In recent months, both the Thai and Indian governments have been quite active in the crypto space. It was reported in January that the RBI had searched a number of crypto exchanges on suspicion of tax fraud.

Shortly thereafter, there was news that the Indian government had established a FINTECH division to keep track of cryptocurrencies, crypto launches, and NFTs. At Davos 2022 India’s Prime Minister Modi called for was for “global cooperation and a common approach towards addressing emerging challenges posed by cryptocurrencies”.

Modi’s call to global cooperation follows the Bank of England’s call in late 2021 for a global cryptocurrency regulatory framework. The IMF also echoed this year’s call for global cooperation.

Indian Government introduces a 30% crypto tax

Today’s news on Twitter reveals that the Indian government plans to implement a 30% crypto tax, following increased scrutiny of crypto trading in India.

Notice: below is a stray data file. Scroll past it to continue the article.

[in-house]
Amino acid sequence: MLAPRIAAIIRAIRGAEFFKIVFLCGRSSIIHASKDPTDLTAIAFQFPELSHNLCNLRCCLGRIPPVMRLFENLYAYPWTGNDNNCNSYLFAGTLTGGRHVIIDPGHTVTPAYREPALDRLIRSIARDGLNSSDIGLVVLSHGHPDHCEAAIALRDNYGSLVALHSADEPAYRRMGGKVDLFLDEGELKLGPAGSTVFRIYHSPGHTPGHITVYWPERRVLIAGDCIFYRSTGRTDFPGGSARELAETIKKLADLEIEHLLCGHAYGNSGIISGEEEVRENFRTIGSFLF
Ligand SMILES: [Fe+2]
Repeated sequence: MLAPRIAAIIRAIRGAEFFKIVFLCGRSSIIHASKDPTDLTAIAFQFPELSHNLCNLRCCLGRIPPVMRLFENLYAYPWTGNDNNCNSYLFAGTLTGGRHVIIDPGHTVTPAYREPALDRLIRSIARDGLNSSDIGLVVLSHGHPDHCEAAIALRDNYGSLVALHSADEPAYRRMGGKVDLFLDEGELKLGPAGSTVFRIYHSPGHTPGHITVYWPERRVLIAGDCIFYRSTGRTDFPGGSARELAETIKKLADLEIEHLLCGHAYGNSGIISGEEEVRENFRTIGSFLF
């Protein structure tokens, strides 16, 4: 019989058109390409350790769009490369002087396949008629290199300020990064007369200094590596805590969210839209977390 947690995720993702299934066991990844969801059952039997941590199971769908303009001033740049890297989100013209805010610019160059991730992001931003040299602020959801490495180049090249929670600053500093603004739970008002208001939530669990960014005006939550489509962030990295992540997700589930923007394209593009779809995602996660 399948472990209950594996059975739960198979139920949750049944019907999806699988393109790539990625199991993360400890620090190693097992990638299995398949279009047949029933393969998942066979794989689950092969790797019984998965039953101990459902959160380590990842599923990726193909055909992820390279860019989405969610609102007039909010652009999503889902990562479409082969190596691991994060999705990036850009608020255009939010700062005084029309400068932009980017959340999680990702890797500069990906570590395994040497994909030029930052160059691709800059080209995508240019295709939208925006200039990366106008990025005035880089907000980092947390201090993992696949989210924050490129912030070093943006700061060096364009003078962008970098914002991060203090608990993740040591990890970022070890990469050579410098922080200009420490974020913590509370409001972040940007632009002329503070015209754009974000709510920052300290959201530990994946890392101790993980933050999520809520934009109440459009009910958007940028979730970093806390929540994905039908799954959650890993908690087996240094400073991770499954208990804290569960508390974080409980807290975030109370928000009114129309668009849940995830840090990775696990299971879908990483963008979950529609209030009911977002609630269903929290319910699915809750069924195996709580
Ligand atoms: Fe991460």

In a speech in the budget 2022, Nirmala Sitharaman, India’s finance minister, announced the crypto tax. Sitharaman made it clear that losses incurred from digital assets can’t be offset by other income sources. India announced its plans to introduce the digital rupee in 2022-23, at the same time as the 30% tax rule.

Thailand backs down on 15% crypto tax plan

Just a few days later, Thailand announced that they would withdraw their plans to implement a 15% tax on cryptocurrencies. The Financial Times reported today that traders strongly opposed the plan to eliminate the crypto tax.

Unlike India and other regulators in India, Thailand’s lawmakers have been active on crypto regulatory matters. News announced plans to regulate the cryptocurrency market last week. Thailand had recently banned NFTs and meme coins.

Although India and Thailand have already parted ways over tax, it is likely that there will be a united front for wider crypto regulations in the coming months.

This article originally appeared on FX Empire.

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